Rules of Conjunction For Error Spotting: Part 3

1. As soon as/As long as:

As soon as: जैसे ही/वैसे ही
As long as: जब तक

"As soon as" is used in the meaning of "at the moment that." 
"As long as" is used in the meaning of "While."

In these types of sentence, we have two parts of a sentence.
i. Subordinate clause
ii. Main clause

Example
We can’t use "will" with "as soon as" (subordinating part) while we are talking about future because this is a condition and it can never be in the future tense.
We can’t use "than" with as soon as.

  • I’ll meet you as soon as I’ll arrive. (×) 
  • I’ll meet you as soon as I arrive. (√) 
  • As soon as the bell rang than the students rushed out of their classes. (×) 
  • As soon as the bell rang, the students rushed out of their classes. (√) 
  • You need not fear as soon as he is with you. (×) 
  • You need not fear as long as he is with you. (√) 
We can’t use "as long as' in the place of 'as soon as" because "as long as" has a different meaning in Hindi: जब तक

2. While/When:

The one similarity between these two words is that they are used for action but there is a little difference between these two words:

While:
i. When we have two continues actions, whether it is in the present or the past we will always use the word while.
  • The girls were dancing while the boys were singing. 
  • I was watching a movie while my mother was cooking food. 
When:
We will use this word when two actions already happened.
  • The girls danced when the boys sang. 
  • Hardly had I left the house when it began to rain. 
(Now we can also understand this rule easily why we use hardly….when)

iii. We can use "when" for the ages and periods of life.
When you will be sixteen, your father will send you Mumbai for higher studies.

Similarity:
When we have a single action before continues action we can use any one of these two words.
  • I reached there when/while she was watching T.V. 
(Note: when a continues action followed by a single action, then we can only use the word, when)
She was watching T.V. when I reached there.

3. If:

i. We can use if when we have an uncertainty in a statement/sentence
  • If we really set to we can get the whole house cleaned in the afternoon. 

ii. We can use if for conditional sentences
Whenever we start a sentence using if, we can’t use the immediate work in the future rather than it can be in the present and the past. 
A. Now when the conditional part of a sentence in the present then there is no rule for the result for example:
  • If you come to our website daily, we will provide you with some more important rules. 
B. Now when the conditional part of a sentence in the past perfect then we have to follow this important rule.
If: had+v3rd form / v2nd form
Result: 
would have+ v3rd form / would+v1st form
Could have+ v3rd form / could+v1st form
Might have+ v3rd form / might+v1st form

  • If he wrote the examination faster and had answered one more question he would have scored better. (×) 
  • If he had written the examination faster and had answered one more question he would have scored better. (√) 
  • If I had money, I would have sent to you. (×)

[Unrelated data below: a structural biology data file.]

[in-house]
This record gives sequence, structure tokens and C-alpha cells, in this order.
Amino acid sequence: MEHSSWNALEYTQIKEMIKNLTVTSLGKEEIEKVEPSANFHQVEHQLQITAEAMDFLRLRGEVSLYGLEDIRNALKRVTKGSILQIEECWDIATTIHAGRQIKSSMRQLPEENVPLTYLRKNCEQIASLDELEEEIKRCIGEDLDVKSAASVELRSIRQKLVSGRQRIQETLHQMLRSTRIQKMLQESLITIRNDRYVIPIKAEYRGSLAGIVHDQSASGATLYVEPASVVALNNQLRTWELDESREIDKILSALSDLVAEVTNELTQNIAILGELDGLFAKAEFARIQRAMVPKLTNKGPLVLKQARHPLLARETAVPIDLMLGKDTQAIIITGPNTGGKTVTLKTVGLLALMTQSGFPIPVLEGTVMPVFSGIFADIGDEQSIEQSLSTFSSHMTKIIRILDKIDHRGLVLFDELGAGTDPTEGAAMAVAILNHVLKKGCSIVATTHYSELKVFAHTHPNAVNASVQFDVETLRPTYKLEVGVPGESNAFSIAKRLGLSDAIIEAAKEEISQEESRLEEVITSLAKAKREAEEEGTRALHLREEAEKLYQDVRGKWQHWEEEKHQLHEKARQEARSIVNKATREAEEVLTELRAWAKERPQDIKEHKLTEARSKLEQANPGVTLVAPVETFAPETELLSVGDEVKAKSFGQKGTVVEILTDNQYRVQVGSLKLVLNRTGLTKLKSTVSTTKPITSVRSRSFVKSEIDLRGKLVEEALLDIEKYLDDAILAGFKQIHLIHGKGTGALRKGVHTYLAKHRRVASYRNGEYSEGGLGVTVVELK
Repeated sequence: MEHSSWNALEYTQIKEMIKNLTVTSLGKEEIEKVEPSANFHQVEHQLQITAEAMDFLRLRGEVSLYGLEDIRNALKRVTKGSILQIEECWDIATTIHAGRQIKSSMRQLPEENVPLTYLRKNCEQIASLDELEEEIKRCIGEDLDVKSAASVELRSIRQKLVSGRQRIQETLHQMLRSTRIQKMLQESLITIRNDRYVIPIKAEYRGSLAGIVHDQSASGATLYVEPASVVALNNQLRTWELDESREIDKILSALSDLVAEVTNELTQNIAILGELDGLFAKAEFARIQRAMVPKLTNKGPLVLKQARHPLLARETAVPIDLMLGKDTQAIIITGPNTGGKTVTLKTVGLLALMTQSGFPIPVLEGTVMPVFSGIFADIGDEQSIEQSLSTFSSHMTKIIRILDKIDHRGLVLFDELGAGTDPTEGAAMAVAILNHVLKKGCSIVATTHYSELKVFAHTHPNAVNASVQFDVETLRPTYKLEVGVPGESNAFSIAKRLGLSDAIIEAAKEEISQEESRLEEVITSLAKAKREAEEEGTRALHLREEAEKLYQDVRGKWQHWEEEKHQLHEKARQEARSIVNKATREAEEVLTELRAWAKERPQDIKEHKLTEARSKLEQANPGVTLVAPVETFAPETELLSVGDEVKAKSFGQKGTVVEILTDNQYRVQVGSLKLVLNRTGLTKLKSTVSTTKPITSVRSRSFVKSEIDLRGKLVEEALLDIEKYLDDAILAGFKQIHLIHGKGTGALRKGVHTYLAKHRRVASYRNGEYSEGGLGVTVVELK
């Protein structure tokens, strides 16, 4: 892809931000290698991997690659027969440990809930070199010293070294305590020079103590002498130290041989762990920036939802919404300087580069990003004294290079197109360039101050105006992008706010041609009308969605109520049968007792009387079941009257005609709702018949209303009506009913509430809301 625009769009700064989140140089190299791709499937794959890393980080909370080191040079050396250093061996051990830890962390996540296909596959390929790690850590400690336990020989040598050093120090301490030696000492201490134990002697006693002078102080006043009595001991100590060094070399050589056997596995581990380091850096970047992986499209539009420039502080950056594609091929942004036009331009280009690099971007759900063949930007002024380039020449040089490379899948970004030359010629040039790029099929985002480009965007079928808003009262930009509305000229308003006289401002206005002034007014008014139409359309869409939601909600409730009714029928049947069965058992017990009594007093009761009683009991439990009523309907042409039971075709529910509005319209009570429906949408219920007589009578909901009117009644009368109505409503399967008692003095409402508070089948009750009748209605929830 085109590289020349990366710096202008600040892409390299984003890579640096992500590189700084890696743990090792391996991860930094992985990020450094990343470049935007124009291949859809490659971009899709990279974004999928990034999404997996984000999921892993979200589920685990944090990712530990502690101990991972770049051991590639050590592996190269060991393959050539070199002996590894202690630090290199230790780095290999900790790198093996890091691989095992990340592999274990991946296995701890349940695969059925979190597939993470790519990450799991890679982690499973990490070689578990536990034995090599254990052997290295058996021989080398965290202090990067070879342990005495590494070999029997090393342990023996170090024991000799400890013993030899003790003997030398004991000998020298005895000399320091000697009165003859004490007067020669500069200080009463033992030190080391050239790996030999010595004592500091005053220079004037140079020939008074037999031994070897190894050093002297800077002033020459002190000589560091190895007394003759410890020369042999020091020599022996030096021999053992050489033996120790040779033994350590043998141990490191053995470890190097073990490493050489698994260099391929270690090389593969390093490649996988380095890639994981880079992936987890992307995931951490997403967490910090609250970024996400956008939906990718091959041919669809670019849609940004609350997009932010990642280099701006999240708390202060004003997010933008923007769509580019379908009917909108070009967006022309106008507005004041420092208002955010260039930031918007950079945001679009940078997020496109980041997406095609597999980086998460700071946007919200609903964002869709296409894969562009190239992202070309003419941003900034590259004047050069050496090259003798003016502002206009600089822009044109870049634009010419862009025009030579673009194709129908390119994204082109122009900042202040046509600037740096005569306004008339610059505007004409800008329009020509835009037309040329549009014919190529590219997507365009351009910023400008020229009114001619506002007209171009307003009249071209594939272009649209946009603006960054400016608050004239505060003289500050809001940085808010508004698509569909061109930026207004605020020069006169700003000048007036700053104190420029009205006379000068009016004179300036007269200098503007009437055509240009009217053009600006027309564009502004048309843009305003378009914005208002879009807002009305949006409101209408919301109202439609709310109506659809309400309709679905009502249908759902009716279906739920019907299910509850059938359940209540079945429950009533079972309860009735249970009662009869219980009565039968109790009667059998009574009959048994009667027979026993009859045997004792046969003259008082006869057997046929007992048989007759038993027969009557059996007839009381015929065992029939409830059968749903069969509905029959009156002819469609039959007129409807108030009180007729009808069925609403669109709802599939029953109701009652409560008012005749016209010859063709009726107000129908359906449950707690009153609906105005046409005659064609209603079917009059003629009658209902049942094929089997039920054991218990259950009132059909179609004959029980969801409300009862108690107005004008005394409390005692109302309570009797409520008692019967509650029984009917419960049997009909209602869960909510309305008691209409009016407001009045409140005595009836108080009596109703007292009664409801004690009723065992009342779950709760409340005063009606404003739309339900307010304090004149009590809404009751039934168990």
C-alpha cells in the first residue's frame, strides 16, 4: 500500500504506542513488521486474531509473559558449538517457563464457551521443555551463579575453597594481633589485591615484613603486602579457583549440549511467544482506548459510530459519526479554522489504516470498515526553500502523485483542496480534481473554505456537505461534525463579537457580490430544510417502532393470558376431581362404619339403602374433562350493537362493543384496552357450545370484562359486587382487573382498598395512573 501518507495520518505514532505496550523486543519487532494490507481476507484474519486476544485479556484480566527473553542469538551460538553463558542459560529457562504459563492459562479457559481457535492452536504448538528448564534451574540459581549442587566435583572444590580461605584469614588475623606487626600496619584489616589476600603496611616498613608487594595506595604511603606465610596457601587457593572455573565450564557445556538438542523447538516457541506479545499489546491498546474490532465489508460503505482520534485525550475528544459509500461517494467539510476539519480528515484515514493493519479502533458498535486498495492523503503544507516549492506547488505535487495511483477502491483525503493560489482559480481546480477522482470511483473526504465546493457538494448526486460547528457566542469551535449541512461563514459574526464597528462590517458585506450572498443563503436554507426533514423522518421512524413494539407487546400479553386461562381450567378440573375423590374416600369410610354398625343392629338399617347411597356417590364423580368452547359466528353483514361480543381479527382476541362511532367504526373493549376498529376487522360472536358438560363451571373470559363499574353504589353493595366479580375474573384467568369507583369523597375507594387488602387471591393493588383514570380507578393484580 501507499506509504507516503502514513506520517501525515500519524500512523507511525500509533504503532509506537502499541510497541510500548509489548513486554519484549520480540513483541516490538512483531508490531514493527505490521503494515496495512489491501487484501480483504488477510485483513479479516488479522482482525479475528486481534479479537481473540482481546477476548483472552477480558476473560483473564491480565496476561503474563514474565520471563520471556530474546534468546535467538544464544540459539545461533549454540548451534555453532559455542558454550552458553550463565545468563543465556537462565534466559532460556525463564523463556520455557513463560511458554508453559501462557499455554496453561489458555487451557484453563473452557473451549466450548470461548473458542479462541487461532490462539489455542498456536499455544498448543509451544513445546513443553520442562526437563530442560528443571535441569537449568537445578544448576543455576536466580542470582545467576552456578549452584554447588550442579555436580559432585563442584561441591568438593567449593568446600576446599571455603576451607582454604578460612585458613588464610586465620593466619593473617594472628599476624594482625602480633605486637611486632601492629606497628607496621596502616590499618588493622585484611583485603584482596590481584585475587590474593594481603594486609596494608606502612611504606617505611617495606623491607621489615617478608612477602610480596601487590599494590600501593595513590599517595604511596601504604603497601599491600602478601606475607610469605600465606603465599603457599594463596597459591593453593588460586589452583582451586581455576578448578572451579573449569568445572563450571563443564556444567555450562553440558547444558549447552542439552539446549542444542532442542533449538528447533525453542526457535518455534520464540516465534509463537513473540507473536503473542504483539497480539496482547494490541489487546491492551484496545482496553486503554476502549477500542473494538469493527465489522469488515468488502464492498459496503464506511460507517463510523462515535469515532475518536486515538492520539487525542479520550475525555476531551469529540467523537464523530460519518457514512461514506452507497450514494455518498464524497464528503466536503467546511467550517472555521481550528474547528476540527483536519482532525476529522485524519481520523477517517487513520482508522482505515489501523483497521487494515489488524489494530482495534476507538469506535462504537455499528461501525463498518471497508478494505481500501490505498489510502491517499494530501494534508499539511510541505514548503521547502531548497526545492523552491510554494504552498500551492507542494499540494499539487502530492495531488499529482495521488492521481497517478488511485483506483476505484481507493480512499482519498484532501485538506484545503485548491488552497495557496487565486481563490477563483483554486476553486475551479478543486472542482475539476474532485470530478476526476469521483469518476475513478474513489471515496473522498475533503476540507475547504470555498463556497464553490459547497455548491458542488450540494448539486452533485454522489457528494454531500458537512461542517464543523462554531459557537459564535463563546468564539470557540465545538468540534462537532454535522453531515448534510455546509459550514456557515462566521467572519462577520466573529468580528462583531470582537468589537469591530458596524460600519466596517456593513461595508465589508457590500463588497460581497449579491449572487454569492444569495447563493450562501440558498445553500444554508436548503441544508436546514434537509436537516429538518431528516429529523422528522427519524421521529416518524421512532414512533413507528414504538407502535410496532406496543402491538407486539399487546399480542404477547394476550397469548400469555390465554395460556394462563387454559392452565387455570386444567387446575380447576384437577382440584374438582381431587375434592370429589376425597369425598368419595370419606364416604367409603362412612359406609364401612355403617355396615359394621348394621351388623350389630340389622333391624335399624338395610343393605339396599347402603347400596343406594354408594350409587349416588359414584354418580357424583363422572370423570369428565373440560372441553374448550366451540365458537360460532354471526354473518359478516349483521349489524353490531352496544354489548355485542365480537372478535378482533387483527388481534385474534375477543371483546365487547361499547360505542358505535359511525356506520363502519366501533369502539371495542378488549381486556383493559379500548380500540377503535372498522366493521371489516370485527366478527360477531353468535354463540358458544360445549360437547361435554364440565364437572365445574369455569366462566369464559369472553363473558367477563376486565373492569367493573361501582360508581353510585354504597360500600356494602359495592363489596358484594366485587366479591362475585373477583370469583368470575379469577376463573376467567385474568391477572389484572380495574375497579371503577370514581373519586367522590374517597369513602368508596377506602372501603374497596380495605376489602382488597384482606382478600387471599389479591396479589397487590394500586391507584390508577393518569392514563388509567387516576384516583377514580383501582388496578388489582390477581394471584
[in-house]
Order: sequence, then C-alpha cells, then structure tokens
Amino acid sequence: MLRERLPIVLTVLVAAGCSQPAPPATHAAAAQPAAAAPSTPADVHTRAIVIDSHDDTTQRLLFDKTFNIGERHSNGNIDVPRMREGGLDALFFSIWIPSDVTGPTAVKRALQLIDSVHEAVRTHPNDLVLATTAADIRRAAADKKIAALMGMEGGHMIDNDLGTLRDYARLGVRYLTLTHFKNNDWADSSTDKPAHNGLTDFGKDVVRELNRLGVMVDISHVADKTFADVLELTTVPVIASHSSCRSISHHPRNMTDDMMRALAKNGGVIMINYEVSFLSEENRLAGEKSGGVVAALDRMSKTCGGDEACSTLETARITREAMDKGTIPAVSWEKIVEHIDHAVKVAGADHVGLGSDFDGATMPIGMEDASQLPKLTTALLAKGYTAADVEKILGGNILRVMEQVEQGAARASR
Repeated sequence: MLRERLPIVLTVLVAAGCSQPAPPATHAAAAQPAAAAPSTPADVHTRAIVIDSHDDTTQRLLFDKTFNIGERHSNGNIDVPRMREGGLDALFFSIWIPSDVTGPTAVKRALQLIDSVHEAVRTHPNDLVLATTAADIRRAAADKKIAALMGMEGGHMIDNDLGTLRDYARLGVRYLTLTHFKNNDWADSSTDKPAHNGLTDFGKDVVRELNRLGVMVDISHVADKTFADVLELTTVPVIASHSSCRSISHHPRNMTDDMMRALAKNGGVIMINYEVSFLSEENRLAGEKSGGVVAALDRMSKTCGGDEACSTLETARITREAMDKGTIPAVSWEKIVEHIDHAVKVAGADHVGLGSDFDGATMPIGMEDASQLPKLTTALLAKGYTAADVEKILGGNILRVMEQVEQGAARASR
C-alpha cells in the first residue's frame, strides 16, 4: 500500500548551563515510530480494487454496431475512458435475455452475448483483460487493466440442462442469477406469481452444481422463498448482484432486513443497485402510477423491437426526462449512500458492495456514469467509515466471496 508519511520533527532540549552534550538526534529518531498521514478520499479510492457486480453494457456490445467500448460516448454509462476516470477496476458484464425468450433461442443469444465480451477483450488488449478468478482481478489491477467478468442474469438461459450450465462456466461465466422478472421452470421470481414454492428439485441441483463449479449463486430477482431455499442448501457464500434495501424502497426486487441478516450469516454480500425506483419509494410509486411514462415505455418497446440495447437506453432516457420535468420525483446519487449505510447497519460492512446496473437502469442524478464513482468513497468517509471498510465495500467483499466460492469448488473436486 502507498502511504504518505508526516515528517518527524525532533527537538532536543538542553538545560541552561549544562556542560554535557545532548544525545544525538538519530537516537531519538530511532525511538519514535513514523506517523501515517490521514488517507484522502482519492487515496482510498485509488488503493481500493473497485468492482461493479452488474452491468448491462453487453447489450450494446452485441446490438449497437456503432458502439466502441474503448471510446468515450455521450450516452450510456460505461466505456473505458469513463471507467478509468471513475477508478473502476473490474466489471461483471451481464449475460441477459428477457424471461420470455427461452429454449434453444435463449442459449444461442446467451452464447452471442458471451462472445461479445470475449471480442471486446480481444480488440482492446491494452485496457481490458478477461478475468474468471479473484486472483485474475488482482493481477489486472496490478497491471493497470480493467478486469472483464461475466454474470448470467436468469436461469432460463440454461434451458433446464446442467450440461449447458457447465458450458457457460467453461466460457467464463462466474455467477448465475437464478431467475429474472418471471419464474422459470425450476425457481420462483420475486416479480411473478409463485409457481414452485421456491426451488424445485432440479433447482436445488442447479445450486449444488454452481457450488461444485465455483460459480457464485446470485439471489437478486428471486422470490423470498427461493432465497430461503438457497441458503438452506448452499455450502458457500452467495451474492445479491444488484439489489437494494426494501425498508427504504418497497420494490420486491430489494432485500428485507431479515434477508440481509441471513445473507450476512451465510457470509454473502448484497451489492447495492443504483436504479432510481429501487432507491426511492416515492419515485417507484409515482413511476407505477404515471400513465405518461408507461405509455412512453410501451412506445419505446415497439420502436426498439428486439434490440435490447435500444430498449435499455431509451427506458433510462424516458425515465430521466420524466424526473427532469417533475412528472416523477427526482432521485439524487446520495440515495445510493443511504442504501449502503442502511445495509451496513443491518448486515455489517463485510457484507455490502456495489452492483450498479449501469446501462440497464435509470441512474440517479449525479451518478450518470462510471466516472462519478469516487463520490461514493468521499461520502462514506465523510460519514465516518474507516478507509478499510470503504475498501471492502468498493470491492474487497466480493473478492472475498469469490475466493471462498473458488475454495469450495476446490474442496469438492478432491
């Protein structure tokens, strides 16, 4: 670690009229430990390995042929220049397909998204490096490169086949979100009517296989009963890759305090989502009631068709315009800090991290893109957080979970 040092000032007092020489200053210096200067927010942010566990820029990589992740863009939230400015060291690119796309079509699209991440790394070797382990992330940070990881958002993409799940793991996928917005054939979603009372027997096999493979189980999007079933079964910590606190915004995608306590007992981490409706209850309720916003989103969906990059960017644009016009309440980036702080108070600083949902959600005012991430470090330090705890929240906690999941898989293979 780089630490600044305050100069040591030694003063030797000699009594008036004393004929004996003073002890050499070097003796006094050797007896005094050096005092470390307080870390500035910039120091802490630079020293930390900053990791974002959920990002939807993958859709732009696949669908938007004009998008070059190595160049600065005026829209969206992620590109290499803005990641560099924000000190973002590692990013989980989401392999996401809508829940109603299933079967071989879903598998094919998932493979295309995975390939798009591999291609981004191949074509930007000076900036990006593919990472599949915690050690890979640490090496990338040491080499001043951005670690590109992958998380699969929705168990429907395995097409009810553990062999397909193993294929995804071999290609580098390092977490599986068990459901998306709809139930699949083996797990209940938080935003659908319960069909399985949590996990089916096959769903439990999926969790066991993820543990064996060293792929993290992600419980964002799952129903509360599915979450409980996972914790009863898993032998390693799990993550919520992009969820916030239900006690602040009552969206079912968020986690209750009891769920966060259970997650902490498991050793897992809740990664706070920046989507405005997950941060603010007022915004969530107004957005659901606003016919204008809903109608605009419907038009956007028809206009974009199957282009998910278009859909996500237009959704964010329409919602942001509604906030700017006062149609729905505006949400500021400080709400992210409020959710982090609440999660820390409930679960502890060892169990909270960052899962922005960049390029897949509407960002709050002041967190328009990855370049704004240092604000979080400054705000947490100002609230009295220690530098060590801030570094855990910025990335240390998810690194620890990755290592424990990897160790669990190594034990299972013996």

• If I had money, I would send to you. (√) 

4. It is time/it is high time:

When we see these two words in the beginning of a sentence we should remember that we must take these words as an imagination and the imagination will be always in the simple past.

Example
  • It is high time that we should leave this place. (×) 
  • It is high time that we left this place. (√) 
  • It is time you should start earn now. (×) 
  • It is time you started earning now. (√) 

5. Because/not because

i. We can’t use why and because in a single sentence. 
ii. "Because" is used for the main reason in a sentence.

Example
  • The reason why he was late was because he had been caught in the rain. (×) 
  • The reason why he was late was that he had been caught in the rain. (√) 
  • I went there not because they invited me but because I wanted to go there. (√) 
  • People like Mahesh look always cheerful not because of the peace of mind but merely because of successful gestures. (√) 

6. Between…..and

Between…..and(√) 
Between……..to (×)
We can see three types of error with this word in our exams 
i. We can’t use a subjective pronoun with this word.
ii. We can’t use this word with three or more than three persons/subject.
iii. We can’t use "to" with between.

Example
Rahul is sitting between you and I. (×)
Rahul is sitting between you and me. (√)
How many even numbers comes between 3 to 25. (×)
How many even numbers comes between 3 and 25. (√)

7. Both……..and

There are three types of error with this word
i. Both always followed by and.
ii. It can never be a negative sentence.
iii. It should always be plural.

Example
  • He won both a medal along with a scholarship. (×) 
  • He won both a medal and a scholarship. (√) 
  • Both answers is not right. (×) 
  • Both answers are right. (√) 

9. Too+adj……to+v1st form

It also has negative sense in it but when we see a sentence with a positive sense then we should use enough/very instead of too.

Example 
  • He is very weak a student to pass. (×) 
  • He is too weak a student to pass. (√) 
  • He is too strong to defeat him in bowling. (×) 
  • He is very strong to defeat him in bowling. (√) 

10. Suppose/if/in case/provided:

All these words have the same meaning in the English language so we can’t use any two words together in a sentence.

Example
Suppose if he smoked less he would get rid of a high cough. (×)
If he smoked less he would get rid of a high cough. (√)
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